About ten years ago, when we first started spending part of the summer in rural France, we attended a series of concerts of varying standards and types (mainly classical music) given by visiting musicians in the ancient churches of the region. Some of these were outstanding, and I remember with particular fondness a performance of Allegri’s Miserere given by a choir from an English university. The acoustics of the church enhanced the power and beauty of the voices, and it was a truly inspiring performance. Another concert was given by a group of male singers from Sardinia, whose unique music and style of singing was an interesting but not entirely enjoyable experience.

But suddenly all that came to an end, and was replaced by a series of concerts entitled ‘The Noise of Music’ (Le Bruit de la Musique), and noise it certainly was. I attended one of the concerts, which was given in our local church. The place was filled to the rafters with an audience of people eager to hear this kind of experimental music. To my ears it was a mixture between a cacophony and some form of Chinese torture, but it was enthusiastically received by the audience.

All concerts stopped for a year or two during the epidemic, but now the experimental music performances have resumed with a vengeance. A few days ago the church near our house turned out to be too small to accommodate all those who wanted to attend the concert, so the doors were left open and the ‘overflow audience’ stood outside to listen. We could hear all manner of thumps, bumps and bangs emanating from there, but at least we could close our doors and windows and so avoid hearing more.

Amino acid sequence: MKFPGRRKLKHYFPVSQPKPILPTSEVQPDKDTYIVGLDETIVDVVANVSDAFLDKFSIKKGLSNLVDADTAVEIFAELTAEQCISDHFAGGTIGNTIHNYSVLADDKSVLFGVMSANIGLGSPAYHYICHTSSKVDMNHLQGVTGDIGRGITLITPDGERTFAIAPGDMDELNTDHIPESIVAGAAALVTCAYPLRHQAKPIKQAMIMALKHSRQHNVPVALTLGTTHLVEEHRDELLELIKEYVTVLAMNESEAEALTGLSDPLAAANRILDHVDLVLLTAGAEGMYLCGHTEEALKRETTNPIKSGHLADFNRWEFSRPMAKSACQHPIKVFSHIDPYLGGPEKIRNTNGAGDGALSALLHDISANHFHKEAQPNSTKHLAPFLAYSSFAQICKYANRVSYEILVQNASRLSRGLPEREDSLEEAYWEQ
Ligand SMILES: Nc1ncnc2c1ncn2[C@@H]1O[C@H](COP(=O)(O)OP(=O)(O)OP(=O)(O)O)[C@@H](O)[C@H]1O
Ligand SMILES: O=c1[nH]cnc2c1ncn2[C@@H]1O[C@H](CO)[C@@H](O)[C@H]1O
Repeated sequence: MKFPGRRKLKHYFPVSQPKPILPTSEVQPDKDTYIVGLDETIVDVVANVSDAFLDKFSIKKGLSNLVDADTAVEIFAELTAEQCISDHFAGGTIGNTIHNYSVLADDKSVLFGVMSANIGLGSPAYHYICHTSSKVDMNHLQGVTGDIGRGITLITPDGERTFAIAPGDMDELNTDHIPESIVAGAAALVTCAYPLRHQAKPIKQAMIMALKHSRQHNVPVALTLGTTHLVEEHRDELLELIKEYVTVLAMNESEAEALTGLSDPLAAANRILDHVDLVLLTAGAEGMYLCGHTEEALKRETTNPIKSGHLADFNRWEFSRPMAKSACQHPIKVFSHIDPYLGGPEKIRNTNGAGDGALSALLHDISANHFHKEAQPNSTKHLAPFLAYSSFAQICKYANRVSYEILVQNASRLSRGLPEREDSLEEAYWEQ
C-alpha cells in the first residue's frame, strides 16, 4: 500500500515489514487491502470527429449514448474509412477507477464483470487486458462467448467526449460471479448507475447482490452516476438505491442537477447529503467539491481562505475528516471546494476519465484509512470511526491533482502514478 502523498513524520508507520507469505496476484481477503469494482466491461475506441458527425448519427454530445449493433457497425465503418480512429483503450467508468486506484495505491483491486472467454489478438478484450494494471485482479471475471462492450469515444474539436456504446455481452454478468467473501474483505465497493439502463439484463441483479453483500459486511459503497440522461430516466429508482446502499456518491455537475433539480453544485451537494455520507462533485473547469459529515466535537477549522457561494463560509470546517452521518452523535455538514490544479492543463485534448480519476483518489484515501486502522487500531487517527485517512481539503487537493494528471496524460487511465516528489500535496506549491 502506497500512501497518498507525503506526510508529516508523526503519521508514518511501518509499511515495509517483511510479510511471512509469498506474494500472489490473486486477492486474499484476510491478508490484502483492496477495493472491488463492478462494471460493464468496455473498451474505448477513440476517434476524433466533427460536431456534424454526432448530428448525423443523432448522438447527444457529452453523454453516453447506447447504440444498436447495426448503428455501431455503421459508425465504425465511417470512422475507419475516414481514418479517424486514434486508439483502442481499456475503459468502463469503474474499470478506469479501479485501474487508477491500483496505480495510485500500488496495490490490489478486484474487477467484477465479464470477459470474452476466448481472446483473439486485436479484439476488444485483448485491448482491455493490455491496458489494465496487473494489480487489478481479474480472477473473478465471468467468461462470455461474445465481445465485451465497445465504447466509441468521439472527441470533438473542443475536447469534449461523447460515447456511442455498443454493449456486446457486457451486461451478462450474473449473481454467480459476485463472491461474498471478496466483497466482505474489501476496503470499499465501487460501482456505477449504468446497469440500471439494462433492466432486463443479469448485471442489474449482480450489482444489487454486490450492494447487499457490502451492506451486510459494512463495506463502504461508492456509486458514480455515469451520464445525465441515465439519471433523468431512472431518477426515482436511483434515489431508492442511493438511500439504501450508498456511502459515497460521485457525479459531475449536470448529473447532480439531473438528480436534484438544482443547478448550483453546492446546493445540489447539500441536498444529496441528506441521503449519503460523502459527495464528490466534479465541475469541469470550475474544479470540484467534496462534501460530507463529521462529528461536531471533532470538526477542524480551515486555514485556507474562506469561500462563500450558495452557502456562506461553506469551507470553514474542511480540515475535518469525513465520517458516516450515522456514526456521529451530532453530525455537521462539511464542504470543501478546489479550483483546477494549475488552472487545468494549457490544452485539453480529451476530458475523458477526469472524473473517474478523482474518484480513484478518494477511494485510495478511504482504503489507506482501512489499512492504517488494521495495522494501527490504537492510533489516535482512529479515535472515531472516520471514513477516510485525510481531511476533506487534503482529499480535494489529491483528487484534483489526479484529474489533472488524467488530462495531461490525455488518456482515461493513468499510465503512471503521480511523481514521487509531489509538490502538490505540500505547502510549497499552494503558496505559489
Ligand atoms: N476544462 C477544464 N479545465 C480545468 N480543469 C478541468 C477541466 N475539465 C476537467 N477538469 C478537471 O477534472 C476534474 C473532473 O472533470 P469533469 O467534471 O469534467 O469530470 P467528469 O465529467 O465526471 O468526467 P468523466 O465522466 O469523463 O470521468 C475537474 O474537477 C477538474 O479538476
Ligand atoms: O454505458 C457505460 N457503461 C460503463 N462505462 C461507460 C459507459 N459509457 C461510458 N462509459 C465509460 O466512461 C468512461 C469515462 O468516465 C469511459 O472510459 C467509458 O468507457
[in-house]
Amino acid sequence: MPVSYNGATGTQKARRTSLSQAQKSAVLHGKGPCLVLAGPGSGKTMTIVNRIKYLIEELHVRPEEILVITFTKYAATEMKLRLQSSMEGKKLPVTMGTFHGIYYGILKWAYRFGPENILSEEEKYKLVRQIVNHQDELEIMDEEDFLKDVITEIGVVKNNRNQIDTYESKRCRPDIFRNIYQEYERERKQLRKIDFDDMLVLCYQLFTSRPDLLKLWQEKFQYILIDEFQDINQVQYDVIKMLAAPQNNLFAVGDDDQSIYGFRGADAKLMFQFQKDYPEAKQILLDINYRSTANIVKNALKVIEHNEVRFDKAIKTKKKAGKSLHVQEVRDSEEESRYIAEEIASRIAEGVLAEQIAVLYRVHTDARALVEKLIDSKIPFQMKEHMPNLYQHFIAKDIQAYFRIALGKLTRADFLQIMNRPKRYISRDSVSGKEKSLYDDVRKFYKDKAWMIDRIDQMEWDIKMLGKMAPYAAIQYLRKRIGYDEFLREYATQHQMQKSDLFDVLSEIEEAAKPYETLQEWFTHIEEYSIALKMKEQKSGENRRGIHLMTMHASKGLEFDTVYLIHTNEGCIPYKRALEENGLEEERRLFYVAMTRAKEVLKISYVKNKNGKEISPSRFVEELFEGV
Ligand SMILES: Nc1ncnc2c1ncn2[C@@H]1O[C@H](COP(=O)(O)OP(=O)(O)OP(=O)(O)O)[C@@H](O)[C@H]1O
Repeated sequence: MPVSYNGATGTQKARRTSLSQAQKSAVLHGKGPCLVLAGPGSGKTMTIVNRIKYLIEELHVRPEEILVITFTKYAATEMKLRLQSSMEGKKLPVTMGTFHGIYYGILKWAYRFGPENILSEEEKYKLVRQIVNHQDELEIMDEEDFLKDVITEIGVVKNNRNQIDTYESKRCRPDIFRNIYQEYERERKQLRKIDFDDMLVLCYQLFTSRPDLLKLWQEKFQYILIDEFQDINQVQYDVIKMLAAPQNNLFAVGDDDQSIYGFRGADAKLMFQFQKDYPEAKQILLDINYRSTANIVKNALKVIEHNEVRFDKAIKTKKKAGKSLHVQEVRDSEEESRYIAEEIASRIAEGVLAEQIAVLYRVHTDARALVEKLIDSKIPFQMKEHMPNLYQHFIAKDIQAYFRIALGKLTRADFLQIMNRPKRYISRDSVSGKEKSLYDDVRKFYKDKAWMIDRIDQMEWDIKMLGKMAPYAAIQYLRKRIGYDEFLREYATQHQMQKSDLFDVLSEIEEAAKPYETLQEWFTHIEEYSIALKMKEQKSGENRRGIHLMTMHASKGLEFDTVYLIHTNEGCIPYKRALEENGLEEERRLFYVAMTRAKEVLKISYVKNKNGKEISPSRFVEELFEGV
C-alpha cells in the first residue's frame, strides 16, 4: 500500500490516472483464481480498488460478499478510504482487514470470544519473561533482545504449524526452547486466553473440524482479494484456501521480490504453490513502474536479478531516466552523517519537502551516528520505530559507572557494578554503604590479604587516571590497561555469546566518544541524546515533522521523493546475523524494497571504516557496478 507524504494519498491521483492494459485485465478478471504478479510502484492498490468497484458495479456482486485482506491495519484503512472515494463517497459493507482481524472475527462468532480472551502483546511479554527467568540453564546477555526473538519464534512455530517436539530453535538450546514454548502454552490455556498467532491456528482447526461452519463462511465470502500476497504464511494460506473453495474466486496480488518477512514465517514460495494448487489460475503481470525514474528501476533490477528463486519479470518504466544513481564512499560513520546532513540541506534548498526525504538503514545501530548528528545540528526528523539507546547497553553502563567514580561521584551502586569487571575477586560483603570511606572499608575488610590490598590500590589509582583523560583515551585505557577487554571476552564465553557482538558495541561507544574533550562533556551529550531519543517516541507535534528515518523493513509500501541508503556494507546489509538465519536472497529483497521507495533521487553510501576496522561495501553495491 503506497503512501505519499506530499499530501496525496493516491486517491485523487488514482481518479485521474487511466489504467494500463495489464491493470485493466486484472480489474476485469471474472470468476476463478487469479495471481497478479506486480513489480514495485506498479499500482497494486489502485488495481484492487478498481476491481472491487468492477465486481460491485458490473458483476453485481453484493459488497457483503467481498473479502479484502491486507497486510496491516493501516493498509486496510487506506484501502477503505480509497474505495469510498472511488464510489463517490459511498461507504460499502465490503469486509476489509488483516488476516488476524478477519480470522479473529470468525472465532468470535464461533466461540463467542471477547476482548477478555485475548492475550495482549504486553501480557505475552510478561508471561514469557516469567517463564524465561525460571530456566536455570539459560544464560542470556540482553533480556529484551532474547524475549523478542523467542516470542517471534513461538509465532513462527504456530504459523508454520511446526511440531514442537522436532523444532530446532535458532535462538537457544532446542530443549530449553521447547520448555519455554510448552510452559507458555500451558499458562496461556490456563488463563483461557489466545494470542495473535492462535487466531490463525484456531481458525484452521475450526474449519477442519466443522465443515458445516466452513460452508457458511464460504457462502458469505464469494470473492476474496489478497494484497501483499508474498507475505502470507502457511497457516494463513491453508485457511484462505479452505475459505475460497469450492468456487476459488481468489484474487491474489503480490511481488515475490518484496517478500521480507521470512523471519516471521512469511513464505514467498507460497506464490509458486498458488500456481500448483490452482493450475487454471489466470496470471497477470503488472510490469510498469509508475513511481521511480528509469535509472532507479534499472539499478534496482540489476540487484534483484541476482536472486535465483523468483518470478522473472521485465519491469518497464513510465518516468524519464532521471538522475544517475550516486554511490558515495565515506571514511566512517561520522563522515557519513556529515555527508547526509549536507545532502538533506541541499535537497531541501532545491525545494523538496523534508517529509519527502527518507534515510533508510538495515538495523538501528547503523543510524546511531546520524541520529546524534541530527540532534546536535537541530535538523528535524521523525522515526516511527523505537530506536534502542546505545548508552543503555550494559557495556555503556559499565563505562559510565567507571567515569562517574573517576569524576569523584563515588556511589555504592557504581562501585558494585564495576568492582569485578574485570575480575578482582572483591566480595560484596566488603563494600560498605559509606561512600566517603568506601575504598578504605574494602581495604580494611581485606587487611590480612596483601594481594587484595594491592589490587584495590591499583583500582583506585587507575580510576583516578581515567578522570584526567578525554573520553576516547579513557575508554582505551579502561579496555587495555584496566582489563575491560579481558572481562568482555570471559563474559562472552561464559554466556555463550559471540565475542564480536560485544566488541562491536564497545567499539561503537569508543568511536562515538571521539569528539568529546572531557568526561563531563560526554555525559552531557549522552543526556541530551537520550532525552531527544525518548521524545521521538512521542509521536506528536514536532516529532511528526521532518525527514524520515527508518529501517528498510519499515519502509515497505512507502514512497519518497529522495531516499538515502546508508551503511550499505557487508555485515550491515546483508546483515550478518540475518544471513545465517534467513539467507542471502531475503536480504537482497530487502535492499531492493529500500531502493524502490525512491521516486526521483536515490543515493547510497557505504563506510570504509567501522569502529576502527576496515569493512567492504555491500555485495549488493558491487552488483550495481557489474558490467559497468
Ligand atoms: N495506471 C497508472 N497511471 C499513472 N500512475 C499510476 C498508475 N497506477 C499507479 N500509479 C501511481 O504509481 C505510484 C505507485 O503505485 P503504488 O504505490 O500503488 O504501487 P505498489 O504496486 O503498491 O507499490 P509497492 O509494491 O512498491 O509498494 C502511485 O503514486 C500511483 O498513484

The following concert was moved to the larger venue of the open field next to the Mairie in the centre of the village. Tents were erected, food and drink was served, and before we knew what had happened our sleepy, remote, semi-deserted little village had become the focus of a major happening, attracting devotees from all over France (and even beyond it possibly).

Some consolation for those of us who are lovers of classical music (‘melomanes’ in French) is provided by the annual visit of a group of musicians from the Paris Symphony Orchestra who come to this part of France, where they have family connections. Each year these first-rate musicians prepare several programmes which include, inter alia, adaptations and arrangements of orchestral pieces introduced in a relaxed and conversational way by their leader, who is a cellist.

This year, for example, they gave some ten concerts in different venues in the region. We attended three of them, and were treated to Vivaldi’s Four Seasons and Mozart’s clarinet concerto at two of them. The third concert was devoted to music from films, but this consisted primarily of music by Mozart, Beethoven and Brahms, concluding with a moving rendition of the theme from Schindler’s List.

So our time in France continues to pass pleasantly and in an interesting fashion.